I just finished Bill Taylor’s blog on HBR, entitled “Great People Are Overrated”. It’s quite an interesting read. While I encourage you to take a look at it yourselves, at its barest essence, Taylor’s position is that if offered the choice between having one superstar in his organization versus a group of solid contributors who can work as a team, he’ll take the team every time. He posits this assertion in opposition to Mark Zuckerberg’s statement in a New York Times article earlier this year that “Someone who is exceptional in their role is not just a little better than someone who is pretty good. They are 100 times better.” Although it’s my job to recruit star performers for my clients, I generally think Taylor is right (but perhaps not for the reasons he thinks he is).
Throughout my career, I have seen smart people fail in organizations more times than I can count, especially in my early days as an outplacement consultant for Right Management. They rarely failed because they were technically incompetent; in fact, they often were brilliant in their fields of expertise. So why did they fall short? In my opinion, their disappointing performance was based on the fact that they lacked the people and communication skills to lead an organization. They were virtuoso performers miscast in roles that required conductors; in the end, really not their fault, but a huge indictment of the assessment and selection practices of the firms that hired them. Let me give you an example.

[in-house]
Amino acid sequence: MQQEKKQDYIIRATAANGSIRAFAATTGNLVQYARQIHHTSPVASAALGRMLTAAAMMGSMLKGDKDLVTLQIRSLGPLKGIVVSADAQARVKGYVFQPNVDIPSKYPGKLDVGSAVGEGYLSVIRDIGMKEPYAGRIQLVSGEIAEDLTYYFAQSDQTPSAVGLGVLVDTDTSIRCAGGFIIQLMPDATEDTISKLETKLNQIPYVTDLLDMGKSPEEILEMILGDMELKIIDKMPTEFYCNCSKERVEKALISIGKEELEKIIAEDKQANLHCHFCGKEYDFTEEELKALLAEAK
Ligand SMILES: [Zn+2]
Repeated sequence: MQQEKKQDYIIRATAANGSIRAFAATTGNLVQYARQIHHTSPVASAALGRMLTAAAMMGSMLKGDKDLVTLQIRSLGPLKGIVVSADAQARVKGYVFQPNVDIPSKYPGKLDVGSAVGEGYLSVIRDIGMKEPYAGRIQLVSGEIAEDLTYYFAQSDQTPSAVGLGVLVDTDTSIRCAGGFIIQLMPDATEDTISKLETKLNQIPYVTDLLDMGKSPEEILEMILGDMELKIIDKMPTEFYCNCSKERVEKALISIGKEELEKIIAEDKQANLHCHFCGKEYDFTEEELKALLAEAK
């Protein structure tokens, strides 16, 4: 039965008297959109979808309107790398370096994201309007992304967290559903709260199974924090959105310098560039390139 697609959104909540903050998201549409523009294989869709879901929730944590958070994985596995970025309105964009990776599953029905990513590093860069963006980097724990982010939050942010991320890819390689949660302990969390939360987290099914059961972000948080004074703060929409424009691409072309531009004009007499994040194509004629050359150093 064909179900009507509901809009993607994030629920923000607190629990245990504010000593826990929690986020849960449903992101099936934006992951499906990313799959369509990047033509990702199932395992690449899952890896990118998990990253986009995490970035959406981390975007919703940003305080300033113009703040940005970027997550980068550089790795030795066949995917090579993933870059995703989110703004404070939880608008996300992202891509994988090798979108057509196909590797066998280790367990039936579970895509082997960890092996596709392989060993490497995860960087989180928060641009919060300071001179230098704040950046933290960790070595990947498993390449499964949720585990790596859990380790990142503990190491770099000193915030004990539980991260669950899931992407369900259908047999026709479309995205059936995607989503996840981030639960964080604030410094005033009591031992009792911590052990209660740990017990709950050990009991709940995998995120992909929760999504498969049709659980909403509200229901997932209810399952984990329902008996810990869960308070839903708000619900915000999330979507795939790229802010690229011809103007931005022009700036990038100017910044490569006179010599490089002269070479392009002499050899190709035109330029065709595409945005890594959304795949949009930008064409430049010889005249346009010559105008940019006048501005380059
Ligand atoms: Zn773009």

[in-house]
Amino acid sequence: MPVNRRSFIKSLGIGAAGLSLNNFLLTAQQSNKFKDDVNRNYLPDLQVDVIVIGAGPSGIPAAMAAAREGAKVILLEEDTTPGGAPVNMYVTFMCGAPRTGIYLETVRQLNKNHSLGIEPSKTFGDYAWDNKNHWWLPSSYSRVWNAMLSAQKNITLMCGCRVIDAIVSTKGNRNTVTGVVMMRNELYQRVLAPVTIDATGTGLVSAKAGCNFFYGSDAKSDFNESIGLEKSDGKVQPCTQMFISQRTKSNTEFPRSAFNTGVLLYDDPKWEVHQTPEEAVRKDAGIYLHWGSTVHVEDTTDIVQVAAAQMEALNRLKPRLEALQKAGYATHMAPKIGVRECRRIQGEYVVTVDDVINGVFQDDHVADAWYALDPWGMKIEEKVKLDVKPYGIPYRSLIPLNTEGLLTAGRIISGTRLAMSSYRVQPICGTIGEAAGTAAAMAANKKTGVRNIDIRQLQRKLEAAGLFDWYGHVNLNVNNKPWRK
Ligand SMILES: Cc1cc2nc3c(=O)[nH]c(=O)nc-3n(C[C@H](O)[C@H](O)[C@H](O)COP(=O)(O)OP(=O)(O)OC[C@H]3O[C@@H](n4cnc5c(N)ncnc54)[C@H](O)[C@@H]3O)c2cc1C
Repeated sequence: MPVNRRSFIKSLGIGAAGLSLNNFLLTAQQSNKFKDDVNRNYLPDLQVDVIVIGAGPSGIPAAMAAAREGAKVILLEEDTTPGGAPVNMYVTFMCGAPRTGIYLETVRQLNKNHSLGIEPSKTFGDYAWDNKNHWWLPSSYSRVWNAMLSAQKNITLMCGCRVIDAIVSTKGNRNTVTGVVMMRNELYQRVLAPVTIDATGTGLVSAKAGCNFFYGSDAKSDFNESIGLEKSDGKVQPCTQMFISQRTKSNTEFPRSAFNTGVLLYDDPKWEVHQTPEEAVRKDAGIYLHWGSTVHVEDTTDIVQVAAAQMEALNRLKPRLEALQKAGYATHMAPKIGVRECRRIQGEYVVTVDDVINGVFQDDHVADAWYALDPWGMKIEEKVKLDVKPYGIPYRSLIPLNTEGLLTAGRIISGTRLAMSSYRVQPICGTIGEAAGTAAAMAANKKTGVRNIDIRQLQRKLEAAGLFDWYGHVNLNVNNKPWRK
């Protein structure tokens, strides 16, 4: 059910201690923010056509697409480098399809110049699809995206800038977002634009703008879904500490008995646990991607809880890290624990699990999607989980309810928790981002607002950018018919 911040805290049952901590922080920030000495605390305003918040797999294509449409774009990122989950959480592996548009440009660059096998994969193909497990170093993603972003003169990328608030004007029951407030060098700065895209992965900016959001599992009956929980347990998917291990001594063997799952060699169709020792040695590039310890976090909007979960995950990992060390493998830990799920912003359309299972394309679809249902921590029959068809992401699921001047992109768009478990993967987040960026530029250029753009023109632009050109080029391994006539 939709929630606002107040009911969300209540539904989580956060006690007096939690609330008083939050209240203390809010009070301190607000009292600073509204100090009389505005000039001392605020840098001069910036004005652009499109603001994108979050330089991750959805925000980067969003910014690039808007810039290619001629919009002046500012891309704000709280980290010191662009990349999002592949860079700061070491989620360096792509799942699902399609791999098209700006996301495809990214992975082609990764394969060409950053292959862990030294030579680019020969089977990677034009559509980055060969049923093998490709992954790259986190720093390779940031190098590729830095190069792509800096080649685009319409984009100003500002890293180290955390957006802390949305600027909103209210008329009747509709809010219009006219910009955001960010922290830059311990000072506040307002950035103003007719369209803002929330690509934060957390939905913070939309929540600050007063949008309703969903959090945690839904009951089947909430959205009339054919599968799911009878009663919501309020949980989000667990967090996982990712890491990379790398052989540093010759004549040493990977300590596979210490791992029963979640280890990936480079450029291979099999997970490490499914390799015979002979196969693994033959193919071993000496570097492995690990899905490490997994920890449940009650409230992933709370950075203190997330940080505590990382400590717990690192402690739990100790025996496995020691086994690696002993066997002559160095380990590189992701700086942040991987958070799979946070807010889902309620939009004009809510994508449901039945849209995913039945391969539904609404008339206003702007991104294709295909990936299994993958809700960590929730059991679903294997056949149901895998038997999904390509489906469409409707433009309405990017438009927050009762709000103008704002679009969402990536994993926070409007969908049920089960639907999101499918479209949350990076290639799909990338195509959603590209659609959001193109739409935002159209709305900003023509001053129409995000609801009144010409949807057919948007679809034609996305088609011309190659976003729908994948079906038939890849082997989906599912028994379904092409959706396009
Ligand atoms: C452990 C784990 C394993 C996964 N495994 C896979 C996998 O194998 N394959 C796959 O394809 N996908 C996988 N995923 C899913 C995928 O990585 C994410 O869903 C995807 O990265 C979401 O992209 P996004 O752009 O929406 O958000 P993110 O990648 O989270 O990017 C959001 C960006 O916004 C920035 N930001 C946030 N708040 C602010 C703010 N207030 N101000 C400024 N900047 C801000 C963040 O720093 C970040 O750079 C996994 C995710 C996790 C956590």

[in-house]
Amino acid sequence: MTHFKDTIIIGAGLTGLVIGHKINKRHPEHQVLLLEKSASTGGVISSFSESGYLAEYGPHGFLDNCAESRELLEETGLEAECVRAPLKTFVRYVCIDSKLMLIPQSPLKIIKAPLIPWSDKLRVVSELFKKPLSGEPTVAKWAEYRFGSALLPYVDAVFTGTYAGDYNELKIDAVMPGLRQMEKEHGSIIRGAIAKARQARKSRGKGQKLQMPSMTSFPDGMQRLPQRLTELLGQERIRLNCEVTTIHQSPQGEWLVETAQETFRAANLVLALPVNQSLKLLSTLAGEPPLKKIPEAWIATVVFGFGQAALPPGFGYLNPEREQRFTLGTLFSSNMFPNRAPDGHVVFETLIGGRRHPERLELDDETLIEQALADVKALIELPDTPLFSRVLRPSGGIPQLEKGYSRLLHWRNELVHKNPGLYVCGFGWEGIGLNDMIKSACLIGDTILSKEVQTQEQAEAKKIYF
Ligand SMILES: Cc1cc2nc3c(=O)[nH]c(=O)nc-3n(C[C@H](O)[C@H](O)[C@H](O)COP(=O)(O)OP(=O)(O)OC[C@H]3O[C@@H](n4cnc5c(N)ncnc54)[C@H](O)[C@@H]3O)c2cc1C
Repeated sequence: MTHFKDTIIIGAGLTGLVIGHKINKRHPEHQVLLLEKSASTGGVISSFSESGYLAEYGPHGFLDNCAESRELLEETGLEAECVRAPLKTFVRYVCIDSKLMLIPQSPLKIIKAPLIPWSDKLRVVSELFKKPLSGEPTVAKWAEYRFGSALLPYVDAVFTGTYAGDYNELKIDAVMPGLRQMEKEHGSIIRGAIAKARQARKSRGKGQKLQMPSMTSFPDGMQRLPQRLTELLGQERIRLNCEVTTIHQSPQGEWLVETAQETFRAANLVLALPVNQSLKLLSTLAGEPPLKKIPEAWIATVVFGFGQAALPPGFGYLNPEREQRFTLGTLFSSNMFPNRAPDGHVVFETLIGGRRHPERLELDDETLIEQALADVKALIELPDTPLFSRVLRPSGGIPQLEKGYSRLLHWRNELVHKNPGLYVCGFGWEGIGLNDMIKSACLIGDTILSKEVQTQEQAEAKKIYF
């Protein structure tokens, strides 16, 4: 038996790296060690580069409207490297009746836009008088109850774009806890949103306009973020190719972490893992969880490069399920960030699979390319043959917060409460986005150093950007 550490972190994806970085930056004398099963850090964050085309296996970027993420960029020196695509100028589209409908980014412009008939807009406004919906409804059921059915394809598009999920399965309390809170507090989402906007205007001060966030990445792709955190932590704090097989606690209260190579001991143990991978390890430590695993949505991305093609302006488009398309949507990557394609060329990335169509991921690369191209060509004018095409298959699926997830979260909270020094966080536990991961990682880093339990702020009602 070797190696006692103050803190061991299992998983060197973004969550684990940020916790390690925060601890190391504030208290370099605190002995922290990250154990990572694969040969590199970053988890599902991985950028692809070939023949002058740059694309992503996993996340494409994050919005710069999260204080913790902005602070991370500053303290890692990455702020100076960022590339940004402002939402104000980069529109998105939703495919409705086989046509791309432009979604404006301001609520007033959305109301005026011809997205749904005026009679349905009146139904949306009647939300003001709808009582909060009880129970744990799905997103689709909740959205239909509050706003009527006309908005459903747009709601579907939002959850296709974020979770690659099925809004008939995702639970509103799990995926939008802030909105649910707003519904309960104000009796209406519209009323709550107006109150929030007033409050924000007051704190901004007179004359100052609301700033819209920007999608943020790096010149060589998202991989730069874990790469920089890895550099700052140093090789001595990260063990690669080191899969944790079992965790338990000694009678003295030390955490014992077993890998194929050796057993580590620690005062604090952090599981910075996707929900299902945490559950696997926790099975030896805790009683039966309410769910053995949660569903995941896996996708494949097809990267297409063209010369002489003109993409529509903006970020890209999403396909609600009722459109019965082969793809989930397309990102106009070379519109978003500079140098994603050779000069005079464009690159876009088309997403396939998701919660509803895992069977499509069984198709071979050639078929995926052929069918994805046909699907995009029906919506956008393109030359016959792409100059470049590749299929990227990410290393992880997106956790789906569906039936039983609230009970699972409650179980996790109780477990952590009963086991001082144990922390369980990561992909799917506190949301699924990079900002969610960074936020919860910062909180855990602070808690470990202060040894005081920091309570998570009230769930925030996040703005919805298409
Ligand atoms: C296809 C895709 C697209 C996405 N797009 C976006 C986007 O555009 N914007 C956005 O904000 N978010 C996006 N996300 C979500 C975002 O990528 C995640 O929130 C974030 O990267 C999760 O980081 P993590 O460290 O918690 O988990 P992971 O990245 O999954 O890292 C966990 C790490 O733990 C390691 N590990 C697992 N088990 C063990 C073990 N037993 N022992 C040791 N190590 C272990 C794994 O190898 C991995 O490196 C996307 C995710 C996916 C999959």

I had a client that, a decade or so ago, hired a Partner out of one of the big strategy consulting houses to run one of their lines of business. He was a huge success: drove performance beyond expectations; engaged co-workers at all levels in the success of the organization – one of the smartest people I’ve ever met. My client thought they had cracked the code and immediately hired several executives with similar profiles to lead other key business lines. Every hire since the first one has been a miserable failure. I don’t believe even one of those brilliantly educated and accomplished executives made it past his or her two-year anniversary with the company.
In my mind, this company made the fatal mistake of becoming enamored with the profile and not the person. This organization is in a business that is all about operational excellence, execution and getting the most out of a large low-skill workforce to drive performance. These are not qualities that define Partners in a large strategy consulting firm. They create the plan; they don’t execute it. They have limited direct management experience and, often, their brilliance can lead to problems – arrogance when dealing with co-workers and an inability to adapt to situations where their natural abilities don’t yield success, for example.